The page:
If you’re looking for a hot, steaming bowl of Irish dysfunction to warm up your St. Patrick’s Day festivities, head on over to the Guthrie’s Dowling Studio to see Frank Theatre’s By the Bog of Cats , by Irish playwright Marina Carr. There you’ll meet Hester Swane, the scorned and seething center of a play that aspires to Shakespearean heights of familial wickedness.
If you’ve ever had one of those psycho girlfriends who gets her claws so deep into you that you
can’t escape without getting your eyes scratched out, you can begin to appreciate the storm of psychic mayhem that is Hester Swane. Now imagine that girl as a spurned cougar with a fondness for knives. You get the idea. Add to that the pre-play press indicating that the play is a “loose re-telling of Euripides’s Medea,” and you can pretty much guess that things are going to end badly. And if you didn’t pick up on the vibe of impending doom by the time the curtain goes up, there’s a handy ghost in the first scene to inform you that Hester is going to die by sundown. The only questions are how, and how many people she's going to take with her?
In many respects, By the Bog of Cats is a by-the-numbers tale of a woman who shacked up with a younger lover, had a child by him, and is subsequently dumped for a younger woman. What raises it above the level of a Lifetime melodrama is Marina Carr’s exquisitely lyrical writing and some superb acting by Virginia Burke as the hellion Hester, and Annie Enneking as Catwoman, a blind gypsy who lives by the bog, eats mice, and communes with ghosts. (No one eats mice in a Lifetime movie.)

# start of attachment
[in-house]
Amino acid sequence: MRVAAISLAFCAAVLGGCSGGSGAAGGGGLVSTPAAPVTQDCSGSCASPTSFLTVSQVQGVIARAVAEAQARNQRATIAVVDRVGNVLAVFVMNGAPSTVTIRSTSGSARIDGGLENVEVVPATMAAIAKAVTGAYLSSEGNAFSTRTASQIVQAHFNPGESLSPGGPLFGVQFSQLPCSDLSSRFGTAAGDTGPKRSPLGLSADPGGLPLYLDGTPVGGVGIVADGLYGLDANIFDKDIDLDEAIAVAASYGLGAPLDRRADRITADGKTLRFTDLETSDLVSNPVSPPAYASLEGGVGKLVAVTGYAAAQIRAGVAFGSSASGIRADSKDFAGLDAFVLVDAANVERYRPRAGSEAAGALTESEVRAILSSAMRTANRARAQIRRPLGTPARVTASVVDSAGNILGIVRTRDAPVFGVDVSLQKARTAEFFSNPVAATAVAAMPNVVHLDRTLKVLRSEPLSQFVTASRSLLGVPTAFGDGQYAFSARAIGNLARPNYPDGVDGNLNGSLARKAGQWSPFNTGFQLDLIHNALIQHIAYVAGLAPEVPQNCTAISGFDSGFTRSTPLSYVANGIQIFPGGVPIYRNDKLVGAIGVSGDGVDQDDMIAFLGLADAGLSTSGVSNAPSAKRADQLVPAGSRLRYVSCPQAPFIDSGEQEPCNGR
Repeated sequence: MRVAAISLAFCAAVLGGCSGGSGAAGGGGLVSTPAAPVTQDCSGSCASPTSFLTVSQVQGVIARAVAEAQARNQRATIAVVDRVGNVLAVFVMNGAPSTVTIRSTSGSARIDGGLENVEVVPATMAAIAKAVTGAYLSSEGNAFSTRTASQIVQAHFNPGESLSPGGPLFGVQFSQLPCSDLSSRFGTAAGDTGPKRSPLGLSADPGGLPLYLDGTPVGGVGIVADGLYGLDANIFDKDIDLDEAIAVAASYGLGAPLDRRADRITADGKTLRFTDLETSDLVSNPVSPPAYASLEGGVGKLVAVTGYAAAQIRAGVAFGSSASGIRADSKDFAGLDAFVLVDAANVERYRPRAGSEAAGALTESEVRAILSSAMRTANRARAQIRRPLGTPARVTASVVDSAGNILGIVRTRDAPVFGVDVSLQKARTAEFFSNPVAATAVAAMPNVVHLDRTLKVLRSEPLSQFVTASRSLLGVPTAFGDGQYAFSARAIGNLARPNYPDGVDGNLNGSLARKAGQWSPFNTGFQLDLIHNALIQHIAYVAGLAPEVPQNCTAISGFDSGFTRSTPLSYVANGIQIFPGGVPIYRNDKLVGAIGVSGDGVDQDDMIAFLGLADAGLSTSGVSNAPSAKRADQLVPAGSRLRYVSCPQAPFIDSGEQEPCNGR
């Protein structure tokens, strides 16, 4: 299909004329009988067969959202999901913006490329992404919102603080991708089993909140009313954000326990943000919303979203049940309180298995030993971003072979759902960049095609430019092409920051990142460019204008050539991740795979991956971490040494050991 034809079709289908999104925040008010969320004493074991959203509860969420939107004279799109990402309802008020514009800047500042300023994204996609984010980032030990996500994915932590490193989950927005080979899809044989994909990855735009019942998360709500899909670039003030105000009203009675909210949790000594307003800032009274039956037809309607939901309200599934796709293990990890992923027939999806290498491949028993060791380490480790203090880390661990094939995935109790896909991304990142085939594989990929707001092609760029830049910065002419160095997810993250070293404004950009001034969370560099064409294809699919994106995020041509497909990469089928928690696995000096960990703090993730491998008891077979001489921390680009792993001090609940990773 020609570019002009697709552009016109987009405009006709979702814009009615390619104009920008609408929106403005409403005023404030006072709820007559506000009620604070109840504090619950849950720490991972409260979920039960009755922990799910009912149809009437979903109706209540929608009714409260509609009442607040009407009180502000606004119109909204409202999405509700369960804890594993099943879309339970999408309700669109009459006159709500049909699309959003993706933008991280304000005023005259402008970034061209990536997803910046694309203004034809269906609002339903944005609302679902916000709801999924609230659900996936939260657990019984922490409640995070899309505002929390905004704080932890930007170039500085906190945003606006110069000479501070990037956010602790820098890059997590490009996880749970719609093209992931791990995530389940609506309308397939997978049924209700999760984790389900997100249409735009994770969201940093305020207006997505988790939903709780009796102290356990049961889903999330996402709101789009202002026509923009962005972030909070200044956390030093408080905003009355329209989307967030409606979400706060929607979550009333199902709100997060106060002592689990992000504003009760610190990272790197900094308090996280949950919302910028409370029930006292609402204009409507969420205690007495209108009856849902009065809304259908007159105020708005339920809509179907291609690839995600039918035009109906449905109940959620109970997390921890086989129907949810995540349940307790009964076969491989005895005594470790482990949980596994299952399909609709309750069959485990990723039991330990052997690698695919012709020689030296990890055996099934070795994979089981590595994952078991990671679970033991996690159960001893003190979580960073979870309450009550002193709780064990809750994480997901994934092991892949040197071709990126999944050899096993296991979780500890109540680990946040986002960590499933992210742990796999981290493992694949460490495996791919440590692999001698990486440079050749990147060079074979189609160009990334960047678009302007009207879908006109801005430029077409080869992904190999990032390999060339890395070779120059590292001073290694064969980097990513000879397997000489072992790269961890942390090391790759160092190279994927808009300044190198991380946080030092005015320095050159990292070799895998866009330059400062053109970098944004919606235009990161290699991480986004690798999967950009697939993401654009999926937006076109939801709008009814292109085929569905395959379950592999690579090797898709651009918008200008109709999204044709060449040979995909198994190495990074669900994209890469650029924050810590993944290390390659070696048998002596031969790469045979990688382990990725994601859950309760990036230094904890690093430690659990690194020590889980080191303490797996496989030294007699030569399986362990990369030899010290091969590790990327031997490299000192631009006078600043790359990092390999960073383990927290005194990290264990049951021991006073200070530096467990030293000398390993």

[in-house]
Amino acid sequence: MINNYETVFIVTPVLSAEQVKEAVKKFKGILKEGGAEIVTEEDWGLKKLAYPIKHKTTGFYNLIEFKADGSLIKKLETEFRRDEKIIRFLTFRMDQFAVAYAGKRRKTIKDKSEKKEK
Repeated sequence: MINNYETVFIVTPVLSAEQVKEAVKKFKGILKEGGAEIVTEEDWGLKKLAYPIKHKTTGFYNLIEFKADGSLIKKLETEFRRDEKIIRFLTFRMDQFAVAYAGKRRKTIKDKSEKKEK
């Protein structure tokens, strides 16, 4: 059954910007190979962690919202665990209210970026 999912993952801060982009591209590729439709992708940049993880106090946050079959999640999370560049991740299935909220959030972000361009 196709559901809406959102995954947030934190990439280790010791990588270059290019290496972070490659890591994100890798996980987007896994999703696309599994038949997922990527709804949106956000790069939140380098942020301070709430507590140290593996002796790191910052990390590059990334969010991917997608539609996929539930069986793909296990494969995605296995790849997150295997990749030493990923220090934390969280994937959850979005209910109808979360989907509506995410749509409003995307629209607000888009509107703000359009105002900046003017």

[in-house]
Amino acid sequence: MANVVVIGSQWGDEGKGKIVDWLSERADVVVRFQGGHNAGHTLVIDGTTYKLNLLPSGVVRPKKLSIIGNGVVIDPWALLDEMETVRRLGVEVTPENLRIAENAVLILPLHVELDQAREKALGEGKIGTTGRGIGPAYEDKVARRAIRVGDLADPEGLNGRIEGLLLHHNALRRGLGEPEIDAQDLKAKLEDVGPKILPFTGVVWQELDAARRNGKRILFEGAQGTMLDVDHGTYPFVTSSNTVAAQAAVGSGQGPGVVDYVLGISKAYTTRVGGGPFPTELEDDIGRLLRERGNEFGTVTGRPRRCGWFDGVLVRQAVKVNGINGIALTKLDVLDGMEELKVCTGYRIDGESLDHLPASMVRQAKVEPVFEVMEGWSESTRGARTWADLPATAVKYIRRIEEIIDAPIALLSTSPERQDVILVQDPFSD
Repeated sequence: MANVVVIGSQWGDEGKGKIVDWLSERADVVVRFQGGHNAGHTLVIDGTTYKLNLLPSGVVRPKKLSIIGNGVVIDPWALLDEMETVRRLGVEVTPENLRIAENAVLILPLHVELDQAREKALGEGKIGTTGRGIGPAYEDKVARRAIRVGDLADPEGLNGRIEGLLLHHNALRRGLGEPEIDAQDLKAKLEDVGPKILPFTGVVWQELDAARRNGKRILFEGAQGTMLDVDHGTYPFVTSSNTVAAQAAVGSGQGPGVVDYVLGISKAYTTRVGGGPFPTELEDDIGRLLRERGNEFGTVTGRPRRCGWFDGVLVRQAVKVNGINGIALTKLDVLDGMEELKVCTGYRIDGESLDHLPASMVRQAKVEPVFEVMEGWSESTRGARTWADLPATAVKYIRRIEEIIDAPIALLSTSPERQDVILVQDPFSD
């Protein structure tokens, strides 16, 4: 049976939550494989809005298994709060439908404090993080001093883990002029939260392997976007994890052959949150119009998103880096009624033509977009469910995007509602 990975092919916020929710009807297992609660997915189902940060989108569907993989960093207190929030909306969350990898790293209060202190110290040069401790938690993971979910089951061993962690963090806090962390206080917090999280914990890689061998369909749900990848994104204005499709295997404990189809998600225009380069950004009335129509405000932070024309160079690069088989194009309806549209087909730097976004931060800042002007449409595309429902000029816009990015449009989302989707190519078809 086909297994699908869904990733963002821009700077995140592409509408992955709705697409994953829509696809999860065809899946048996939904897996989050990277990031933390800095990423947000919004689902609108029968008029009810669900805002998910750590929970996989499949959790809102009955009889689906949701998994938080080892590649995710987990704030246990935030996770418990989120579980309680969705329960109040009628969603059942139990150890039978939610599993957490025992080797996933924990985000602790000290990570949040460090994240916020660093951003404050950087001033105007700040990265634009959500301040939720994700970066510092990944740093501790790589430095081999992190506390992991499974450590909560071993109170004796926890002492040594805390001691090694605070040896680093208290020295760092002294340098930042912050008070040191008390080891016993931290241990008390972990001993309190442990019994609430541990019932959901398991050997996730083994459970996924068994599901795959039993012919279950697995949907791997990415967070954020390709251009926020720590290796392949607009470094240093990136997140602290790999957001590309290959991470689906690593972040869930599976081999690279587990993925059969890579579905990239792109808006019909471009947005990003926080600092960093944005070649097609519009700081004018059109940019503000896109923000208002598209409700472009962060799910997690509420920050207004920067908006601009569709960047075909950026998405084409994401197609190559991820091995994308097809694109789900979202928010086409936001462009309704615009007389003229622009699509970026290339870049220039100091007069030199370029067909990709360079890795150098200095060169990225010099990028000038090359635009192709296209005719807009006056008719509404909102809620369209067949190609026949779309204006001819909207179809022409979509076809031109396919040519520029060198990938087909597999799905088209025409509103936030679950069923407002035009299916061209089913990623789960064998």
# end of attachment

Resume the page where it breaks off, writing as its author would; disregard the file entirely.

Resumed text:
Listening to Irish people argue is one of the great joys of theater, of course, and that’s an area in which this play does not disappoint. Hester spews streams of gorgeous invective at just about everyone she encounters, and the gift is returned in kind by the folks upon whom her scorn is heaped. Most of Hester’s personal history is revealed in these poetic tirades, which build, crackle and subside along with each shovelful of indignity that Hester must endure. She brings most of it on herself, though, so she’s a difficult character to sympathize with, but Virginia Burke gives Hester enough heart that you can feel her pain, and Annie Enneking’s Catwoman provides enough laughs to keep the play from getting too mired in melancholy.
There’s a lot more going on beneath the surface of Hester’s drama as well, most of it having to do with the culture clash between Ireland’s rural farmers—the ones who own the land and aspire to middle-class civility—and the gypsy class of squatters who have little or no money and survive by trading their dignity for survival.
If you go, hoist a pint before you head into the theater and settle in for some serious tragedy. It’s no fun to live on the edge of nowhere with practically nothing, but if that’s all you’ve got, and someone is trying to take it away, anyone could become Hester Swayne. Anyone, that is, who stopped taking their meds, was a single mother, drank like a pirate, had an Irish temper, access to very sharp cutlery, and the homicidal inclination to use it.
By the Bog of Cats continues at the Guthrie’s Dowling Studio through April 5, guthrietheater.org